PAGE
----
|Tech Features Road MTB Cyclocross Track News Photos Feedback|
Edited by John Stevenson
Graeme Obree -- the extraordinary Scottish cyclist who twice held the world hour record in the early 90s -- attempted to commit suicide just before Christmas, the Daily Record newspaper has revealed.
36 year old Obree -- who his doctors believe has been suffering from severe bipolar disorder and rapid mood swing disorder since he was 19 -- was found hanging from the rafters of a barn in a farm near his home in Irvine, Scotland.
Obree cannot remember the attempt, according to his wife Anne who spoke about the near-tragedy to the daily Record yesterday. "All he can recall is going to see his psychiatrist at lunchtime that day.
"He can't remember cycling to the farm, and has no recollection of feeling like doing what he did, or actually doing it. All he remembers is waking up in a big white room and looking at me.
"He didn't even know he was in intensive care, or why he was there, until I told him."
Obree had ridden up to the farm where Anne kept her horse to feed the animal while she looked after one of their two sons, who was ill with a stomach bug. She became worried when he had not returned by the evening and drove to the farm to look for him.
"I got there in time to see Graeme being carried into the ambulance," she said. "He was unconscious. Apparently, the farmer's daughter had found him hanging from the rafters. Her dad cut him down and the ambulance rushed him to hospital."
Obree was diagnosed three years ago with bipolar disorder (sometimes inaccurately known as manic depression) after years of violent mood swings. His doctors believe that only the endorphins released in the brain by strenuous exercise helped to keep the illness at bay during his racing years, but he has not been training as hard since an accident last year. It's also possible a recent change in medication was a factor, according to Anne Obree,
Cyclingnews wishes Graeme a speedy recovery and hopes he and his family are able to come to terms with this debilitating condition.
Cyclingnews would like to thank all the people from around the world who took the time to vote in our first Readers Poll. We've had a few emails about the results (thanks, Chris), with some Europeans clearly baffled at the selection of some riders.
At the same time, our poll required voters to think there was no series of multiple choice buttons where you simply clicked and made an anonymous vote.
Cycling is one of those sports where the appreciation and understanding of the spectators is heightened by the experience of actual participation. How else would the crowds know what it's like to suffer on a climb, to encourage the riders as they battle exhaustion? The poll was simply our way of letting this global community of passionate cycling fans have their say.
While it has to be said that one of our team, online editor Jeff Jones, would have a certain career as a cycling bookmaker, given his uncanny ability to tip winners, we don't line the roads for hours to catch a glimpse of the action lasting seconds (although we all have), we drive in cars or hang about in press centres.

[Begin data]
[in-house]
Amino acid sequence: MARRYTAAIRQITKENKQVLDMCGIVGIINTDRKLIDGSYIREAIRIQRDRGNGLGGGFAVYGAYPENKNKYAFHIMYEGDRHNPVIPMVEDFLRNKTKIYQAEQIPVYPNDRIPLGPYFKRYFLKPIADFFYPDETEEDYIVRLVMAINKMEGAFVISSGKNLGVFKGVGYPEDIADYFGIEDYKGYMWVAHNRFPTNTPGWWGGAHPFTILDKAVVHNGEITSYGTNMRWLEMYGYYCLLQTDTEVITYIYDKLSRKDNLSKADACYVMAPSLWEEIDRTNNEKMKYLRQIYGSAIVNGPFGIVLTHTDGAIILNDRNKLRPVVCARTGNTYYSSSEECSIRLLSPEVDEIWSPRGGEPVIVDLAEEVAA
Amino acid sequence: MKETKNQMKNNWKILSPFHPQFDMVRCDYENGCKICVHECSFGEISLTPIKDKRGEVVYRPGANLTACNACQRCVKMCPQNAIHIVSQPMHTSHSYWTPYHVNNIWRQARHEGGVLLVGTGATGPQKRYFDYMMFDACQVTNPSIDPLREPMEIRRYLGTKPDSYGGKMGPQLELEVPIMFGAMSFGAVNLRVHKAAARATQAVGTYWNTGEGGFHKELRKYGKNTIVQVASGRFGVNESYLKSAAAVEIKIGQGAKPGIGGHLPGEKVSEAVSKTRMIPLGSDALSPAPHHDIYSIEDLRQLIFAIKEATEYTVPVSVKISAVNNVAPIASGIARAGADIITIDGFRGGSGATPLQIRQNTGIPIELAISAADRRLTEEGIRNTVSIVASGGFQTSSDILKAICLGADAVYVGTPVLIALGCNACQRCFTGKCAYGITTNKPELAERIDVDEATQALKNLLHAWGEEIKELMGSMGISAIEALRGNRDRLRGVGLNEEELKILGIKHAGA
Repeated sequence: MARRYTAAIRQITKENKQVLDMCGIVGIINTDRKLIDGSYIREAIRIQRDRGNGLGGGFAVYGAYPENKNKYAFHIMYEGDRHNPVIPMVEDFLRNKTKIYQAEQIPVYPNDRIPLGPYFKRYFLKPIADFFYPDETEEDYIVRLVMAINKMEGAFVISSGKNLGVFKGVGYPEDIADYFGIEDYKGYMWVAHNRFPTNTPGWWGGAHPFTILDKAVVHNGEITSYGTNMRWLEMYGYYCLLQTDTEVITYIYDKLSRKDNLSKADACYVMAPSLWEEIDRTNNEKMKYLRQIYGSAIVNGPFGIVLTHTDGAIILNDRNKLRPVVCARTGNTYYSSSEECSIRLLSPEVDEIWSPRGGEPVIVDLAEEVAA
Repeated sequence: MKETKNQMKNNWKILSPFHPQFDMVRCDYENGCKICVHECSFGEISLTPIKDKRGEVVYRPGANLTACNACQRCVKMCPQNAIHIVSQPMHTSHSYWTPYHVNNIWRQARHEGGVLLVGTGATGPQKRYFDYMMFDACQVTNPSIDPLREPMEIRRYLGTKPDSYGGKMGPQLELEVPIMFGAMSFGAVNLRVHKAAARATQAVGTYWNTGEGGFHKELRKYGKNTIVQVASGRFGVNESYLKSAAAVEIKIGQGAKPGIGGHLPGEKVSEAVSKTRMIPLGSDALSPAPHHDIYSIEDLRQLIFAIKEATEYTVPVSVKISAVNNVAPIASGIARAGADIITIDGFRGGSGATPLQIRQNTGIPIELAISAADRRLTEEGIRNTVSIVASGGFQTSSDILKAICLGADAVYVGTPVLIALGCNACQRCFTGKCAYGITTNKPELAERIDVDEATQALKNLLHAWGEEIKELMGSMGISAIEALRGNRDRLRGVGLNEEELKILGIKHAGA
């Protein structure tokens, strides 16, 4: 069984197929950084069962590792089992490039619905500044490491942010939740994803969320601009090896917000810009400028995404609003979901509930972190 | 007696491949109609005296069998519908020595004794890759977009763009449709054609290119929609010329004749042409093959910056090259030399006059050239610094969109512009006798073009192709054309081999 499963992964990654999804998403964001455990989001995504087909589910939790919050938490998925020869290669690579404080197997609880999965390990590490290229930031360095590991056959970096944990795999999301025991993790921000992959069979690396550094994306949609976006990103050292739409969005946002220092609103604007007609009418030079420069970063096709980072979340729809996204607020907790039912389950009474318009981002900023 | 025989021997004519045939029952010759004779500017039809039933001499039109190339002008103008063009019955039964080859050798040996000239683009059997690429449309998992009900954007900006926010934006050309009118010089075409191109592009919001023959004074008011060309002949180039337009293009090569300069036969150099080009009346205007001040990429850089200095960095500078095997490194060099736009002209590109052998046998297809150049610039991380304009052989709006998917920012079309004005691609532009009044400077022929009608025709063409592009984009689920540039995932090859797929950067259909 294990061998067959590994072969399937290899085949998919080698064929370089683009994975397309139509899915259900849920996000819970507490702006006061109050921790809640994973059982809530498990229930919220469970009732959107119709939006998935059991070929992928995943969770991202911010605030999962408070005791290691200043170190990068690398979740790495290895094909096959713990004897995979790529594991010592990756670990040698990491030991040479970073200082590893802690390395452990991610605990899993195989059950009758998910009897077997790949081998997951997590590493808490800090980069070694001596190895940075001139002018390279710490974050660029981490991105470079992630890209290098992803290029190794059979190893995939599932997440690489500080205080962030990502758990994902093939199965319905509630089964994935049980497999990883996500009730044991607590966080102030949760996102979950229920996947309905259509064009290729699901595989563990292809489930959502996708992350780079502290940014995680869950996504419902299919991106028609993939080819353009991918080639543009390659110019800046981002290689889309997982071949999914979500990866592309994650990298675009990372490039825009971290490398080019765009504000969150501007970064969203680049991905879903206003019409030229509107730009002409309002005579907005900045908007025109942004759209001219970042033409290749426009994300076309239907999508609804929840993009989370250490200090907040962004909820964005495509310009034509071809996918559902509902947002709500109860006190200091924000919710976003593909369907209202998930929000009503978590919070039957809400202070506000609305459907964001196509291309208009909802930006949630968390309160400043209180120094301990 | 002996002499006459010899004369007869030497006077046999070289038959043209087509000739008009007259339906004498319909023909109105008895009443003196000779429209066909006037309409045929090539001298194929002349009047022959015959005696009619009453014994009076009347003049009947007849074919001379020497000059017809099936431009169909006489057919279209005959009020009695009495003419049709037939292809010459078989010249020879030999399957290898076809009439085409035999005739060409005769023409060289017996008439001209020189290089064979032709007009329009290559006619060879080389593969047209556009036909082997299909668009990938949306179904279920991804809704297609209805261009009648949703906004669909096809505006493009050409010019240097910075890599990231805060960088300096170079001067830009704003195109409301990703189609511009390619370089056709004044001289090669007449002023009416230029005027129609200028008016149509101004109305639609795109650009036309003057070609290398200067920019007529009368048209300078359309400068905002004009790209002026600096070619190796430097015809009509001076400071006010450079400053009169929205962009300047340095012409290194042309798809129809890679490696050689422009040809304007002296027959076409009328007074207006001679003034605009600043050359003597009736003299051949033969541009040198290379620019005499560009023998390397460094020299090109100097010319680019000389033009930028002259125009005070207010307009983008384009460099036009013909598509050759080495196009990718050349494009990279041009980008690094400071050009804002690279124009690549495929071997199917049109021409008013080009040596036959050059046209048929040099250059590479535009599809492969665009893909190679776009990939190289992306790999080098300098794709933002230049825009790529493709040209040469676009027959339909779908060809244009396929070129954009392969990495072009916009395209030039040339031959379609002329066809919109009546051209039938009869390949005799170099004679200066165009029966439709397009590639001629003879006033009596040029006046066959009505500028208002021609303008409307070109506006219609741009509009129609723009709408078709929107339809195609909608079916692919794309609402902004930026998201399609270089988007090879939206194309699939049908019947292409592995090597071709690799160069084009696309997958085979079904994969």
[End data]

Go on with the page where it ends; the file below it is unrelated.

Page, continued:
Can any real conclusions be drawn from the Readers Poll? Considering the majority of readers live in the USA, it would explain why American riders polled extremely well in some categories, without detracting from Lance Armstrong's extraordinary one-two win in the Ride of the Year category. It was his ride in stage 10 of the TdF ("the look") that won that category. But from my point-of-view, it was stage 13 that was most impressive: Jalabert in a brave attack, chased by USPS and Telekom. Lance rode past former team-mate's Fabio Casartelli's monument, waited for Ullrich after he went over the armco, regained the maillot jaune and proved without any doubt that jersey belonged on his shoulders. One day had it all.
The other conclusion is that the poll confirmed our previous research: most of you cycle all year-round (if weather permits) and follow the sport through all its seasonal disciplines, which was reflected in the selection of the German legend, Erik Zabel, taking our Rider of the Year category. Zabel is the consumate professional who above everything else, loves racing his bike. With a season that started in Milan San Remo, a record sixth green jersey in the Tour, he then finished the Vuelta (three stage wins), took fifth in the Worlds, then hit the boards to bag Six Day wins.
The real awards in cycling do not come from Web sites or publications; rather, they come in forms ranging from a chunk of pave attached to a timber base and presented in the Roubaix velodrome, to a yellow jersey, or rainbow jersey, which is not paid for in the local bike shop, but presented at the end of the world's toughest races. And it is the competition in the races which creates the spectacle and gives meaning to the win. Congratulations and thanks to all riders (and the weather) for providing a great year of racing.
(About the numbers: Compared to a online competition where we give-away a bike or set of wheels, the numbers of votes we received was much smaller and represented less than two per cent of our weekly visitors. The total number counted was 1,559, while the number received was much higher. Prior to compiling the results, we eliminated all the duplicate and anonymous votes where people did not identify themselves. As we said in the voting form no name, no vote. Why? Simply to try as best we can to avoid any vote-stacking, as they say in political circles.)
Fotoreporter Sirotti was at the Rolling Stone nightclub, Milan Wednesday for the launch of Mario Cipollini's Acqua&Sapone team and controversial new team strip. See our latest photos page for more pics of this star-infested event that was also attended by soccer star Ronaldo and mountain bike goddess Paolo Pezzo.